The Bud Billiken Parade returns to Chicago’s South Side

By Zachary Clingenpeel, Co-Director of Photography

Despite a scaled down parade experience, the Bud Billiken Parade, a long-celebrated Chicago tradition, saw a massive turnout last weekend for its 92nd annual event.

The parade, held this year on Saturday, Aug. 14, is the largest African American parade in the United States. The theme for this year’s parade was “Back to School, Back to Life and Back to Bud Billiken.”

In 2020, the parade was canceled due to COVID-19 restrictions. This year, coordinators made several changes to the parade, its route and the layout due to the ongoing threat of COVID-19 and the highly contagious Delta variant. Attendees entering the Bud Billiken Festival were required to either be fully vaccinated or present a negative COVID-19 test result from the previous 72 hours to attend while agreeing to be vaccinated that day. Mask-wearing was also required at the festival regardless of vaccination status, according to the Bud Billiken Parade and Festival safety plan, but the mask requirement did not appear to be strictly enforced.

The parade route this year was 10 blocks, starting at the corner of 45th Street and South King Drive and ending at the corner of 55th Street and South King Drive. Members of the parade court and the parade guest list watched performers enter Washington Park at the corner of South Ellsworth Drive and East 51st Street.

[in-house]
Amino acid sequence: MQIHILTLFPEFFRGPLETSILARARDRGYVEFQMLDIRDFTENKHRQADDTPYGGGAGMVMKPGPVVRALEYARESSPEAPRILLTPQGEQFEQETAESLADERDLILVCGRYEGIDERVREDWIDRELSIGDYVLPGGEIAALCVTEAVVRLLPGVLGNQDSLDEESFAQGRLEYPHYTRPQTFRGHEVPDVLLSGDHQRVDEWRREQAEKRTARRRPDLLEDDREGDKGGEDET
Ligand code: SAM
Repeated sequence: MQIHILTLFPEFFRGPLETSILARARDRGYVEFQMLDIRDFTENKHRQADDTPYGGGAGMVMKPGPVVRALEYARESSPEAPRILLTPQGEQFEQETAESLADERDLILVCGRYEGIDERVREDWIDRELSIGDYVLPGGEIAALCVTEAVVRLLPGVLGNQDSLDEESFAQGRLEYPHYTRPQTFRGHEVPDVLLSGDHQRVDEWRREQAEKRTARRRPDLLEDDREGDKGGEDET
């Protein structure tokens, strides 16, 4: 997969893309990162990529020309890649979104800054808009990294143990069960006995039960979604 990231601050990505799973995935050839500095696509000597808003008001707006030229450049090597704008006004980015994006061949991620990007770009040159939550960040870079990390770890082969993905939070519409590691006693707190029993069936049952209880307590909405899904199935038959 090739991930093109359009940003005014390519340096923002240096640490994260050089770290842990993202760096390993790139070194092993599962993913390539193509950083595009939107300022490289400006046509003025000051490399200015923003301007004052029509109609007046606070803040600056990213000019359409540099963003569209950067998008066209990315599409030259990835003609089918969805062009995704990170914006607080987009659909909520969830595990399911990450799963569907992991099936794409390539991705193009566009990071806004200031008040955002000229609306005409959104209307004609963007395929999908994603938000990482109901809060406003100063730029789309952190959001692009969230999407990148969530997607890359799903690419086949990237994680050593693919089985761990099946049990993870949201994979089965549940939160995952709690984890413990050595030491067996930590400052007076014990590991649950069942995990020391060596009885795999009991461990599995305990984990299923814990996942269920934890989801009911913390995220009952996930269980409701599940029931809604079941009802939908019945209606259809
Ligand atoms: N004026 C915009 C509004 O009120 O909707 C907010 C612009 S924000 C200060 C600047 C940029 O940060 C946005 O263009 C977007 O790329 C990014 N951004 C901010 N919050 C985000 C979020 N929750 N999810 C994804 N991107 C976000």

The parade’s grand marshal was the two-time WNBA MVP Candace Parker of the Chicago Sky. The parade included performances from 25 local dance teams, 20 local marching bands, eight drill teams and six cheerleading squads. Chicago Public Schools, the Chicago Teachers Union and SEIU Local 73 also marched in the parade.

Several local, state and national politicians including Mayor Lori Lightfoot; Governor J.B. Pritzker; U.S. Rep. Bobby Rush, D-Chicago; and Ald. Pat Dowell (3rd Ward) all marched in the parade.

The parade, which is traditionally celebrated as a back to school event, is also home to a massive Chicago school supplies drive. The Chicago Defender Charities, which coordinated the parade, also hosted a COVID-19 relief fund this year.